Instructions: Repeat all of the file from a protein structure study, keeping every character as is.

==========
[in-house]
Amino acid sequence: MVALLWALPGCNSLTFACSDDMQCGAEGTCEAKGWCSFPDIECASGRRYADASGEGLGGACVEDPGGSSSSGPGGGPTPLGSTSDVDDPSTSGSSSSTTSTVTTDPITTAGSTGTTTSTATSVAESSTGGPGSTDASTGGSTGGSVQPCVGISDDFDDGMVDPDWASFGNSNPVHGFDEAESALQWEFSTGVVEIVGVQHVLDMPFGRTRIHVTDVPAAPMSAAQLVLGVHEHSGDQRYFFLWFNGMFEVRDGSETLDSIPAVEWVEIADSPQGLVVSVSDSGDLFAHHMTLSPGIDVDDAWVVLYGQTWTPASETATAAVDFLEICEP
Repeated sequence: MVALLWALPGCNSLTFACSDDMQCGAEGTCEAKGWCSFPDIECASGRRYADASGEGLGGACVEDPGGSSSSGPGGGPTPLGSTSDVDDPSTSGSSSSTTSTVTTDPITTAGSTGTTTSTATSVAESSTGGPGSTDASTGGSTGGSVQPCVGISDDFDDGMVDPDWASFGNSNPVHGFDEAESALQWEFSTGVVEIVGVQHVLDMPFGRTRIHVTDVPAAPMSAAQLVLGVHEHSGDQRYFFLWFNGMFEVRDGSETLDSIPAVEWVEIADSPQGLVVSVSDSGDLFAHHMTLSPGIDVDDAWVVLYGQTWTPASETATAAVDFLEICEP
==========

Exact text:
[in-house]
Amino acid sequence: MVALLWALPGCNSLTFACSDDMQCGAEGTCEAKGWCSFPDIECASGRRYADASGEGLGGACVEDPGGSSSSGPGGGPTPLGSTSDVDDPSTSGSSSSTTSTVTTDPITTAGSTGTTTSTATSVAESSTGGPGSTDASTGGSTGGSVQPCVGISDDFDDGMVDPDWASFGNSNPVHGFDEAESALQWEFSTGVVEIVGVQHVLDMPFGRTRIHVTDVPAAPMSAAQLVLGVHEHSGDQRYFFLWFNGMFEVRDGSETLDSIPAVEWVEIADSPQGLVVSVSDSGDLFAHHMTLSPGIDVDDAWVVLYGQTWTPASETATAAVDFLEICEP
Repeated sequence: MVALLWALPGCNSLTFACSDDMQCGAEGTCEAKGWCSFPDIECASGRRYADASGEGLGGACVEDPGGSSSSGPGGGPTPLGSTSDVDDPSTSGSSSSTTSTVTTDPITTAGSTGTTTSTATSVAESSTGGPGSTDASTGGSTGGSVQPCVGISDDFDDGMVDPDWASFGNSNPVHGFDEAESALQWEFSTGVVEIVGVQHVLDMPFGRTRIHVTDVPAAPMSAAQLVLGVHEHSGDQRYFFLWFNGMFEVRDGSETLDSIPAVEWVEIADSPQGLVVSVSDSGDLFAHHMTLSPGIDVDDAWVVLYGQTWTPASETATAAVDFLEICEP